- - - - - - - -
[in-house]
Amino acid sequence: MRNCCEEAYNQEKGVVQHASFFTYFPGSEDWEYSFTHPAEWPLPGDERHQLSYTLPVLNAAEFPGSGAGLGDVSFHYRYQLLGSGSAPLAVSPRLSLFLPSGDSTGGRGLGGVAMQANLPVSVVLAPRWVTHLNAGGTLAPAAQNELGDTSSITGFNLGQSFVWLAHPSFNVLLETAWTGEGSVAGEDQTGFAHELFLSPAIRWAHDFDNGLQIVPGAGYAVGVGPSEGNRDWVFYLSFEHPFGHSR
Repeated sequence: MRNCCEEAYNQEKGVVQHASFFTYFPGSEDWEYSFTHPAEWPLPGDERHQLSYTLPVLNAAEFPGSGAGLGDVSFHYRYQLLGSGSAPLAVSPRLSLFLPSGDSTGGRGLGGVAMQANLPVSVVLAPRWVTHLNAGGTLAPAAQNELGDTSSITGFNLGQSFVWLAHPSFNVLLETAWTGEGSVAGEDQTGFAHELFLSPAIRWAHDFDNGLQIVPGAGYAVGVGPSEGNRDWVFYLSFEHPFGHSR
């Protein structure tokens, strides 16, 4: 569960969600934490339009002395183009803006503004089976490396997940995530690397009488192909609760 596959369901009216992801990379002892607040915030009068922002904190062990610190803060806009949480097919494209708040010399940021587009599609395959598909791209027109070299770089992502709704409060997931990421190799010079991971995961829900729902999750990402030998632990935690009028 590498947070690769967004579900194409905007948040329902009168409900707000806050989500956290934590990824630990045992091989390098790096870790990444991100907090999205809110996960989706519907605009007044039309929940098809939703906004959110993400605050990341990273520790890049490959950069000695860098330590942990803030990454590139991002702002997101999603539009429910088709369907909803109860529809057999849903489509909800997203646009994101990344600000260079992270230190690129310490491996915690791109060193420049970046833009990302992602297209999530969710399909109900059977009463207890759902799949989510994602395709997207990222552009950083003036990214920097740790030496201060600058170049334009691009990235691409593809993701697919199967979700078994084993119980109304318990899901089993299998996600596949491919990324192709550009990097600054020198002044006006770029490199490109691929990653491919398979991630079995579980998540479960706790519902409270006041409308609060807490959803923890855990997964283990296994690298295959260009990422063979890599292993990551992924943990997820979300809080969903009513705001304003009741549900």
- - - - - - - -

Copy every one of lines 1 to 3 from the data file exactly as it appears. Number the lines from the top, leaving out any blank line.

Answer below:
[in-house]
Amino acid sequence: MRNCCEEAYNQEKGVVQHASFFTYFPGSEDWEYSFTHPAEWPLPGDERHQLSYTLPVLNAAEFPGSGAGLGDVSFHYRYQLLGSGSAPLAVSPRLSLFLPSGDSTGGRGLGGVAMQANLPVSVVLAPRWVTHLNAGGTLAPAAQNELGDTSSITGFNLGQSFVWLAHPSFNVLLETAWTGEGSVAGEDQTGFAHELFLSPAIRWAHDFDNGLQIVPGAGYAVGVGPSEGNRDWVFYLSFEHPFGHSR
Repeated sequence: MRNCCEEAYNQEKGVVQHASFFTYFPGSEDWEYSFTHPAEWPLPGDERHQLSYTLPVLNAAEFPGSGAGLGDVSFHYRYQLLGSGSAPLAVSPRLSLFLPSGDSTGGRGLGGVAMQANLPVSVVLAPRWVTHLNAGGTLAPAAQNELGDTSSITGFNLGQSFVWLAHPSFNVLLETAWTGEGSVAGEDQTGFAHELFLSPAIRWAHDFDNGLQIVPGAGYAVGVGPSEGNRDWVFYLSFEHPFGHSR